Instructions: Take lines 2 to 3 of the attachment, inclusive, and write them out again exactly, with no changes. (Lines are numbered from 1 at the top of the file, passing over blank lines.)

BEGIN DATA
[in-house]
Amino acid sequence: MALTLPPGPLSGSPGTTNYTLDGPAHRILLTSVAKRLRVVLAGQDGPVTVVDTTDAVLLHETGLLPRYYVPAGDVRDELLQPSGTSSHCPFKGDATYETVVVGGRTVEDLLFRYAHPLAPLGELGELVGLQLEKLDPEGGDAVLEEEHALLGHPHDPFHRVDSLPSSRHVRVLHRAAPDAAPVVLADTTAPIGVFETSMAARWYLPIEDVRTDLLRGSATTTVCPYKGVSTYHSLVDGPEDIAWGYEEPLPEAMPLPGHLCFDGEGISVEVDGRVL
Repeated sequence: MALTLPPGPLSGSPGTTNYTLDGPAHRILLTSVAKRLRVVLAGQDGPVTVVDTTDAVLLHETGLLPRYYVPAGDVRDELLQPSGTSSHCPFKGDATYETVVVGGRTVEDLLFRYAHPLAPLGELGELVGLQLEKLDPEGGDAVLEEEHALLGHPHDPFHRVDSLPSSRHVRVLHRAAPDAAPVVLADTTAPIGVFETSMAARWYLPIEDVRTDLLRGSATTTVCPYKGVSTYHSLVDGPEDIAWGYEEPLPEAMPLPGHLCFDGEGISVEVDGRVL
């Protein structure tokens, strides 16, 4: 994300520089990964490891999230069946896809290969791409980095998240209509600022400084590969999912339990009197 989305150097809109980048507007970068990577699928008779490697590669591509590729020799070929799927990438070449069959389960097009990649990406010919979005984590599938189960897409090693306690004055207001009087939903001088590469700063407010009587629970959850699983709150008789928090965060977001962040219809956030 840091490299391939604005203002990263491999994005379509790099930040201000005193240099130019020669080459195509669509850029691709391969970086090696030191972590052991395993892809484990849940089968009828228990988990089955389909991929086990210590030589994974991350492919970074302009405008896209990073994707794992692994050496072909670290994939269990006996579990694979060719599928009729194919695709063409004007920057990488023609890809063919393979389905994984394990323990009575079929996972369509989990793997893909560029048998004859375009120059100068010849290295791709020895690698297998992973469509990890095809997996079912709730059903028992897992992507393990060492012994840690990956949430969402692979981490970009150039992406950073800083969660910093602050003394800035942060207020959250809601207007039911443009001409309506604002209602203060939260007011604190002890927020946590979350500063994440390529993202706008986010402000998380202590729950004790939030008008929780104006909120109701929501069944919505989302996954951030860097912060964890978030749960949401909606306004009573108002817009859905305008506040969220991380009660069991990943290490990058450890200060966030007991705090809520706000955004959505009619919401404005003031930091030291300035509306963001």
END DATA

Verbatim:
Amino acid sequence: MALTLPPGPLSGSPGTTNYTLDGPAHRILLTSVAKRLRVVLAGQDGPVTVVDTTDAVLLHETGLLPRYYVPAGDVRDELLQPSGTSSHCPFKGDATYETVVVGGRTVEDLLFRYAHPLAPLGELGELVGLQLEKLDPEGGDAVLEEEHALLGHPHDPFHRVDSLPSSRHVRVLHRAAPDAAPVVLADTTAPIGVFETSMAARWYLPIEDVRTDLLRGSATTTVCPYKGVSTYHSLVDGPEDIAWGYEEPLPEAMPLPGHLCFDGEGISVEVDGRVL
Repeated sequence: MALTLPPGPLSGSPGTTNYTLDGPAHRILLTSVAKRLRVVLAGQDGPVTVVDTTDAVLLHETGLLPRYYVPAGDVRDELLQPSGTSSHCPFKGDATYETVVVGGRTVEDLLFRYAHPLAPLGELGELVGLQLEKLDPEGGDAVLEEEHALLGHPHDPFHRVDSLPSSRHVRVLHRAAPDAAPVVLADTTAPIGVFETSMAARWYLPIEDVRTDLLRGSATTTVCPYKGVSTYHSLVDGPEDIAWGYEEPLPEAMPLPGHLCFDGEGISVEVDGRVL